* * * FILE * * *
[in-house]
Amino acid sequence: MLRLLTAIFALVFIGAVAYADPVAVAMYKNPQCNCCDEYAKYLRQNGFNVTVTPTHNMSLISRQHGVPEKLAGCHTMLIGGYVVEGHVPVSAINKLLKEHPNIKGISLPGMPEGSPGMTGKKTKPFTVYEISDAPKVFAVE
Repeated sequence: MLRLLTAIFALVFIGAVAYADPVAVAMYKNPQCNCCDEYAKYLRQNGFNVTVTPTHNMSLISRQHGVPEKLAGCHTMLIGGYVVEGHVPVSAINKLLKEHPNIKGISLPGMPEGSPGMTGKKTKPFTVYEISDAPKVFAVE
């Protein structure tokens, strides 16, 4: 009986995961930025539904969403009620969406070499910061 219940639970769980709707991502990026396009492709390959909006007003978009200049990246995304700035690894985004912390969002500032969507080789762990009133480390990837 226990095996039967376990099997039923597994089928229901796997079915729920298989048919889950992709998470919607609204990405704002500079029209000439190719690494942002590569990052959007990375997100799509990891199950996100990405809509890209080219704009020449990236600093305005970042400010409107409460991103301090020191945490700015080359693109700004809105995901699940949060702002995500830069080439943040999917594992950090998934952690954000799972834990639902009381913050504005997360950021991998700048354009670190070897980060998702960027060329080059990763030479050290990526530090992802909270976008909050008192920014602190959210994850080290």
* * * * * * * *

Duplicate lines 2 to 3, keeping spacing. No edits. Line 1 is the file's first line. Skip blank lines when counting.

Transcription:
Amino acid sequence: MLRLLTAIFALVFIGAVAYADPVAVAMYKNPQCNCCDEYAKYLRQNGFNVTVTPTHNMSLISRQHGVPEKLAGCHTMLIGGYVVEGHVPVSAINKLLKEHPNIKGISLPGMPEGSPGMTGKKTKPFTVYEISDAPKVFAVE
Repeated sequence: MLRLLTAIFALVFIGAVAYADPVAVAMYKNPQCNCCDEYAKYLRQNGFNVTVTPTHNMSLISRQHGVPEKLAGCHTMLIGGYVVEGHVPVSAINKLLKEHPNIKGISLPGMPEGSPGMTGKKTKPFTVYEISDAPKVFAVE